Monday, January 25, 2016

Writing in Plain Language, Part 2: Paragraph Focus

Well-written paragraphs may suspend the main point for drama and end in a contrary thought for surprise. But these stylistic tricks are not advisable in business writing. Here are before and after examples showing why plain language begins with hitting the high note at the top of the paragraph.

DRAFT 1
Our firm has trained over 10,000 corporate and government employees in project management skills. We have assisted more than 100 companies with some 600 events and projects through planning, coordination, facilitation, and coaching by the most highly rated, credentialed, and experienced consultants in the profession. In essence, we have connected businesses with their clients through a disciplined approach to continuous improvement, saving our clients millions of dollars by efficiently deploying human, capital, and real resources.

Draft 1 needs some work. Even though its sentences are clear, they it focuses on the firm and not its clients. In effect, the most important point from the key reader's perspective, namely, how the reader will benefit from employing the firm, is buried under meaningless data. Draft 2 shows a more effective way to transmit the same information for greater reader interest and retention.  

DRAFT 2
Our firm has saved clients millions of dollars by efficiently deploying human, capital, and real resources by connecting businesses with their clients through a disciplined approach to continuous improvement. We have trained over 10,000 corporate and government employees in project management skills, and we have assisted more than 100 companies with some 600 events and projects through planning, coordination, facilitation, and coaching. Our consultants are the most highly rated, credentialed, and experienced in the profession.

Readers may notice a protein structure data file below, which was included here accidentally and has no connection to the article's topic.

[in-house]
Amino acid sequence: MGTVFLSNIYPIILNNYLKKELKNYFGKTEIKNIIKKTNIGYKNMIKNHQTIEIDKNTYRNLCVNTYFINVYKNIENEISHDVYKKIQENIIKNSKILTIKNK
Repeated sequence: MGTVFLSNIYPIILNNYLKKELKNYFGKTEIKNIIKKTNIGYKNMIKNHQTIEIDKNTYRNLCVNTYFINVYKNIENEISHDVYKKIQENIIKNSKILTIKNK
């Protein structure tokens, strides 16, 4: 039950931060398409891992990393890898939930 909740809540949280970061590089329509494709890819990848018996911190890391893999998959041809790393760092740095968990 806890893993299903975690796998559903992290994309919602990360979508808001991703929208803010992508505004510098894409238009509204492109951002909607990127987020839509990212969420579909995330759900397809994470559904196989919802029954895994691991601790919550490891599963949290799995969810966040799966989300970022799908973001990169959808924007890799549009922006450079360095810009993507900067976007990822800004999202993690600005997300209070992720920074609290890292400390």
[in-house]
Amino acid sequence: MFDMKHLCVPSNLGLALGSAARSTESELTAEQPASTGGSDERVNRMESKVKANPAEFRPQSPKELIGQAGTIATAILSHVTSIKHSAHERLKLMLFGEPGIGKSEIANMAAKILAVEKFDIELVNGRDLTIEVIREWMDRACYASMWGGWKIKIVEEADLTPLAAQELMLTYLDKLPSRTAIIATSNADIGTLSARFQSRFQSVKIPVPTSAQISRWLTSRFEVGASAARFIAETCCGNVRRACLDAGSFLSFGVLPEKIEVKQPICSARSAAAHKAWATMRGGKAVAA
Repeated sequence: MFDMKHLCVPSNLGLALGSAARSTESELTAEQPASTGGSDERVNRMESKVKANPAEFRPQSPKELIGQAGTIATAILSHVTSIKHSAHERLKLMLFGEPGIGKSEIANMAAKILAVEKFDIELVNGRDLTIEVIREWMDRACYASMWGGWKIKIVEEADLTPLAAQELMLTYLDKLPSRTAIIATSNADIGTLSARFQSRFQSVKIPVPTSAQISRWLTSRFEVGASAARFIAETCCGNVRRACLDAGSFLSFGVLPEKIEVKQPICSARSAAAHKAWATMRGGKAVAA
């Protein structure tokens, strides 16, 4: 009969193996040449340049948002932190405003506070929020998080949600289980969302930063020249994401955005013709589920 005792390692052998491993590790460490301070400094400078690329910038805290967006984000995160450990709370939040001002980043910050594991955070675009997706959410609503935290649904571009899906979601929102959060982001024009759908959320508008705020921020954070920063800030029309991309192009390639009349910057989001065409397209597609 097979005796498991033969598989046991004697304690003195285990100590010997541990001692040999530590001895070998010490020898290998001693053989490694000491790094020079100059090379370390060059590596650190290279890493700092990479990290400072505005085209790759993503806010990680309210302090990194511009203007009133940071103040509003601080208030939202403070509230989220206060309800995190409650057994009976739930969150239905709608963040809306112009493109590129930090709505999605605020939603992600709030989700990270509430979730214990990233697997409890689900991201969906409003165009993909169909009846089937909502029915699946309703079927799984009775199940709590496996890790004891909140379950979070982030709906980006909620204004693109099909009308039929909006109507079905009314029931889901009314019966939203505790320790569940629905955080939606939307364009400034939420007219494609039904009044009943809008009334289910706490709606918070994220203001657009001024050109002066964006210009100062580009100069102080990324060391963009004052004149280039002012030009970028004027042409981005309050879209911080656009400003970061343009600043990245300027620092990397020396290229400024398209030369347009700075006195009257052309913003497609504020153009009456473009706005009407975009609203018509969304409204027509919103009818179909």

Before choosing sentence structure and vocabulary, we should decide what is the most important information for our readers—and start there.

Monday, January 18, 2016

Writing in Plain Language, Part 1: The Need

Plain language is here to stay. Philosophers and rhetoricians have studied plain language for centuries. Industry and government have tried with varying degrees of success to enact plain language initiatives since at least the early 1970s.
 On October 10, 2010, it became US law when the federal government passed Public Law 111-274, the Plain Writing Act of 2010, “to improve the effectiveness and accountability of Federal agencies to the public by promoting clear Government communication that the public can understand and use.”

Plain language improves clarity for readers regardless of their first language by making English documents easier to translate into other languages. On July 22, 2008, Executive Order 120 required New York City agencies “to provide opportunities for Limited English speakers to communicate and receive services. On October 6, 20111, Executive Order 26 directed New York State agencies to “to provide language assistance to people of Limited English Proficiency.

Since plain language is an initiative on federal and local levels of the United States, and because government agencies have been asking me to design plain language instructional programs for their staff, I will devote numerous posts to plain language tips.

Monday, January 11, 2016

BOOK REVIEW: "Bird by Bird: Some Instructions on Writing and Life"

I read Anne Lamott's Bird by Bird: Some Instructions on Writing and Life years ago, around the time of its 1995 publication, so this belated mini-reviewactually, more a reflection—comes as a nod to the author for the lessons learned, not from her writing instructions or her life instructions, but from her writing life instructions.

Lamott might have entered the writing business with a fragile ego, as one editor after another red-inked her manuscripts or made intolerant remarks about her style. But she undoubtedly has the right stuff to share her insights from those inevitable situations regardless of the writer's mastery over content and style. 

If these moments do not toughen your writing skin, as they have Lamott's, you should consider another profession.

Monday, January 04, 2016

WORDS ON THE LINE Celebrates Its Eleventh Anniversary

This post, the 664th of WORDS ON THE LINE, marks the eleventh anniversary of the blog. To celebrate it, I want express my indebtedness to my many clients who have entrusted me to design their courses, train their staff, evaluate their messages, and write or edit their documents.